Q: But if we are not seeking anything, then what is the Dharma?

    A: Everywhere you look is the Dharma; constructing a building, walking down the road, sitting in the bathroom, or here in the meditation hall, all of this is Dharma. When you understand correctly, there is nothing in the world that is not Dharma.

    But you must understand. Happiness and unhappiness, pleasure and pain are always with us. When you understand their nature, the Buddha and the Dharma are right there. When you can see clearly, each moment of experience is the Dharma. But most people react blindly to anything pleasant, "Oh, I like this, I want more," and to anything unpleasant, "Go away, I don't like this, I don't want any more." If, instead, you can allow yourself to open fully to the nature of each experience in the simplest way, you will become one with the Buddha.

    It's so simple and direct once you understand. When pleasant things arise, understand that they're empty. When unpleasant things arise, understand that they're not you, not yours; they pass away. If you don't relate to phenomena as being you or see yourself as their owner, the mind comes into balance. This balance is the correct path, the correct teaching of the Buddha which leads to liberation. Often people get so excited-"Can I attain this or that level of samadhi?" or 'What powers can I develop?" They completely skip over the Buddha's teaching to some other realm that's not really useful. The Buddha is to be found in the simplest things in front of you, if you're willing to look. And the essence of this balance is the no grasping mind.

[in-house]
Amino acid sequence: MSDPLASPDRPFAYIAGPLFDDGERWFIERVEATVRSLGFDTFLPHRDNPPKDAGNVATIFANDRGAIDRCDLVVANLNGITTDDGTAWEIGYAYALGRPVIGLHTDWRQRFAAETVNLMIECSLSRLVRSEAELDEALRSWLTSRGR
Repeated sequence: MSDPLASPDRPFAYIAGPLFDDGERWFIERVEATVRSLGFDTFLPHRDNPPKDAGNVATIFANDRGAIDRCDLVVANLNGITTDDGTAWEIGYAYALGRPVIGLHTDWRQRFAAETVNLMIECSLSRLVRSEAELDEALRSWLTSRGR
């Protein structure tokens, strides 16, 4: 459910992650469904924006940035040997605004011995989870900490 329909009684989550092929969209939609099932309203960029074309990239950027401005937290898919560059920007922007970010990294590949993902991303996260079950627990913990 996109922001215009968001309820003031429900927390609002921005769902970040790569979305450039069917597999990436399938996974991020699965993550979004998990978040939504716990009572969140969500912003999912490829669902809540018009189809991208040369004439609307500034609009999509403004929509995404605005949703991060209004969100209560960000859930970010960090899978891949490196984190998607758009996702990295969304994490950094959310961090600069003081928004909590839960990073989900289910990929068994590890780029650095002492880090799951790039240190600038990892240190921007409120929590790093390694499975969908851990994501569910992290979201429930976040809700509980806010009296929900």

When you begin to practice, it's important to have a proper sense of direction. Instead of just trying to which way to go and wandering around in circles, you must consult a map or someone who's been there before in order to establish a sense of the path. The way to liberation first taught by the Buddha was The Middle Path lying between the extremes